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The Department of Financial and Professional Regulation v. Walgreen Company

May 29, 2012

THE DEPARTMENT OF FINANCIAL AND PROFESSIONAL REGULATION, PETITIONER-APPELLANT,
v.
WALGREEN COMPANY, RESPONDENT-APPELLEE.



Appeal from the Circuit Court of Lake County. No. 10-MR-1760 Honorable David M. Hall, Judge, Presiding.

The opinion of the court was delivered by: Justice McLAREN

JUSTICE McLAREN delivered the judgment of the court, with opinion. Justices Hutchinson and Birkett concurred in the judgment and opinion.

OPINION

¶ 1 Petitioner, the Department of Financial and Professional Regulation, appeals the circuit court's order granting the motion of respondent, Walgreen Company, to dismiss its petition to enforce its administrative subpoenas. On appeal, petitioner argues that the circuit court erred by granting respondent's motion to dismiss, because: (1) the Patient Safety and Quality Improvement Act of 2005 (the Patient Safety Act) (42 U.S.C. §§ 299b-21 to -26 (2006)) does not prohibit a state regulatory agency from seeking disclosure of any incident reports documenting medication error; (2) the record does not establish that every incident report of medication error maintained by respondent is privileged patient safety work product; and (3) sections 8-2101 to 8-2105 of the Illinois Code of Civil Procedure (Code) pertaining to medical studies (the Medical Studies Act) (735 ILCS 5/8-2101 to 8-2105 (West 2010)) do not apply to pharmacies. Because we determine that the second issue raised by petitioner lacks merit, we affirm.

¶ 2 I. BACKGROUND

¶ 3 On July 1, 2010, petitioner issued three subpoenas to respondent, requesting "All incident reports of medication error involving" three named pharmacists employed by respondent. On October 8, 2010, petitioner filed a petition for enforcement of administrative subpoenas in the circuit court. The petition alleged that respondent filed written objections to the subpoenas with petitioner and failed to comply.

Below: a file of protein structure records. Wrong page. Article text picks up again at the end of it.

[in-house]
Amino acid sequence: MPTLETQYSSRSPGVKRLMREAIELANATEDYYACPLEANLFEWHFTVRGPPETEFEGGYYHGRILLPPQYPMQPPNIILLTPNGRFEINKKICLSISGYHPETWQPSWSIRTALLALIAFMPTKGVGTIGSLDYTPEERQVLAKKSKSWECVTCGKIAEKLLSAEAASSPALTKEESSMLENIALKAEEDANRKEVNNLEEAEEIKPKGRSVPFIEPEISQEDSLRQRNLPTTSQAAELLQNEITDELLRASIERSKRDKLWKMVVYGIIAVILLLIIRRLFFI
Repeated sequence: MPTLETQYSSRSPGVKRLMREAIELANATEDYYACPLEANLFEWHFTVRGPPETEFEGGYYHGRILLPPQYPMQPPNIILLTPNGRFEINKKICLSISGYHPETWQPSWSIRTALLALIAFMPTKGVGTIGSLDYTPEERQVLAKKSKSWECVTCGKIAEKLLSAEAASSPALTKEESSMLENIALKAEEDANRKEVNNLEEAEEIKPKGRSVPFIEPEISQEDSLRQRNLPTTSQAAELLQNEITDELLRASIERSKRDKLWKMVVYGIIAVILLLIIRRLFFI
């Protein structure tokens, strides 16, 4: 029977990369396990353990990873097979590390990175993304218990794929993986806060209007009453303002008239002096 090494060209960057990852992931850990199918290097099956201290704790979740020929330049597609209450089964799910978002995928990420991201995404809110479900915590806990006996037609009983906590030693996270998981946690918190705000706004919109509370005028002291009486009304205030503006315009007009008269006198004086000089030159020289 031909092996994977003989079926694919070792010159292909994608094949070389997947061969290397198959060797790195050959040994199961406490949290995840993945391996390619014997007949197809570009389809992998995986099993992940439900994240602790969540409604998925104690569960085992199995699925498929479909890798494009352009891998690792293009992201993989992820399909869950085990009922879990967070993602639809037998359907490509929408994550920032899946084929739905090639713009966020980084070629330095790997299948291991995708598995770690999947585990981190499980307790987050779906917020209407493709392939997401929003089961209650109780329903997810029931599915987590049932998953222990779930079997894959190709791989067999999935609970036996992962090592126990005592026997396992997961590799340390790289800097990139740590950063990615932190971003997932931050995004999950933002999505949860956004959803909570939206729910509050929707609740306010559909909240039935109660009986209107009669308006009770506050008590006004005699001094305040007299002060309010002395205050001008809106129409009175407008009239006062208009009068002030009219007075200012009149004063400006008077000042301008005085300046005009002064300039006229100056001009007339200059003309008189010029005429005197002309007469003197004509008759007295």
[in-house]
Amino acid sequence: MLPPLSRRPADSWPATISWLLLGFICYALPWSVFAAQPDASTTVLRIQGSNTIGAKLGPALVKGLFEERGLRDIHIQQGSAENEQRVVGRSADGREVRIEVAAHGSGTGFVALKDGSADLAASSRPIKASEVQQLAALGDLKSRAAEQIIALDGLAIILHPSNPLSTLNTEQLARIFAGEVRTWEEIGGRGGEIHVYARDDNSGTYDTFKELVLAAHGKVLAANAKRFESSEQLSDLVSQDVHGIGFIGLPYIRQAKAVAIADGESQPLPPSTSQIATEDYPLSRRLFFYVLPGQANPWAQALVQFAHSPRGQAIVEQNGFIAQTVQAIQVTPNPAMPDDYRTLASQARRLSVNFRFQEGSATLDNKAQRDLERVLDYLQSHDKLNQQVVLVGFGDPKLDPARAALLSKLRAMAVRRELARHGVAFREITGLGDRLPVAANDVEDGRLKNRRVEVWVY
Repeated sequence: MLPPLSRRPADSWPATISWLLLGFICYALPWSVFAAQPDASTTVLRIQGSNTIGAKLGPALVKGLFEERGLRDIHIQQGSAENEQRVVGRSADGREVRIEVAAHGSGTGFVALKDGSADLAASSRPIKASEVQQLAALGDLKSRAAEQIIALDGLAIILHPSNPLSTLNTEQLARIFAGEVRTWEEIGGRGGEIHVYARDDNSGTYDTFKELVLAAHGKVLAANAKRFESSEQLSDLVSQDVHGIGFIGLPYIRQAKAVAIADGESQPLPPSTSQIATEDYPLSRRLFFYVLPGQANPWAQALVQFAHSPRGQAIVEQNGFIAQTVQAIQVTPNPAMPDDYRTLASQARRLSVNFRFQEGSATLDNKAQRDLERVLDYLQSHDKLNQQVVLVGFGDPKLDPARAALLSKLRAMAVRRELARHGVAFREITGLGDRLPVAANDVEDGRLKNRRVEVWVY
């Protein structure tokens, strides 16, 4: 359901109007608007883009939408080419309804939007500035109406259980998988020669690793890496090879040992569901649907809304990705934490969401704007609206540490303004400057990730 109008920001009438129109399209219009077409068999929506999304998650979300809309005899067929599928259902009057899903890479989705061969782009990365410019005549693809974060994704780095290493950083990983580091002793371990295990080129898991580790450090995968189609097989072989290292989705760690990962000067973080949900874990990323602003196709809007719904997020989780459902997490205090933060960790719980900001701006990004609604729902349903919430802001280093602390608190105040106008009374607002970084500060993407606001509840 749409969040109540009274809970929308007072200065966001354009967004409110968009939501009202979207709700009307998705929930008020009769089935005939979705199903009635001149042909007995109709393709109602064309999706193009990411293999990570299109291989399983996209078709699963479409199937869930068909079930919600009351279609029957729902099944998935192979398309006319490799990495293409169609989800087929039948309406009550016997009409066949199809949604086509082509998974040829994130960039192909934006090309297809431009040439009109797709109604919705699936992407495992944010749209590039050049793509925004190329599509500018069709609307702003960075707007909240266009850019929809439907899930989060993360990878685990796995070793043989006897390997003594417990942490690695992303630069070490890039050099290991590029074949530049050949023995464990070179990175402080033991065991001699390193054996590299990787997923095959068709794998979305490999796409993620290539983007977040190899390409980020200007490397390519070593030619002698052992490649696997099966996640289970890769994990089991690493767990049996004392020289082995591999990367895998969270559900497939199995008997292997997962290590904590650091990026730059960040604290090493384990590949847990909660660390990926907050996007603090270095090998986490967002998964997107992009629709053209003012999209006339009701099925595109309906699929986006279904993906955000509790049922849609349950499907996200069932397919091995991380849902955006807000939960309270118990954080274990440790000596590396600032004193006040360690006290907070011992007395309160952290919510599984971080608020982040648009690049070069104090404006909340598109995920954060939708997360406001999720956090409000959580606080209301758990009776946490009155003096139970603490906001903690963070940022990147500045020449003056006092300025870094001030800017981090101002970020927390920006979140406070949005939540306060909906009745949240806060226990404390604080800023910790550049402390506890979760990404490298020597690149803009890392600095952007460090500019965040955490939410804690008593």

¶ 4 Respondent filed a motion to dismiss petitioner's petition pursuant to section 2-619(a) of the Code (735 ILCS 5/2-619(a)) (West 2010)). Respondent argued that the requested documents were privileged under the Patient Safety Act and the Medical Studies Act.*fn1

¶ 5 In its motion to dismiss and attached memorandum, respondent argued that the documents sought by petitioner constituted "patient safety work product" within the meaning of section 299b-21(7)(a) of the Patient Safety Act, which included reports that "[were] assembled or developed by a provider for reporting to a patient safety organization and [were] reported to a patient safety organization." Respondent asserted that, when a medication error occurs, its pharmacists are required to complete a report in responsent's own "STARS" system.*fn2 STARS is used to generate confidential and privileged quality improvement reports, known as STARS reports. Each STARS report is transmitted to the Patient Safety Research Foundation, Inc. (PSRF), which is a federally certified patient safety organization (PSO).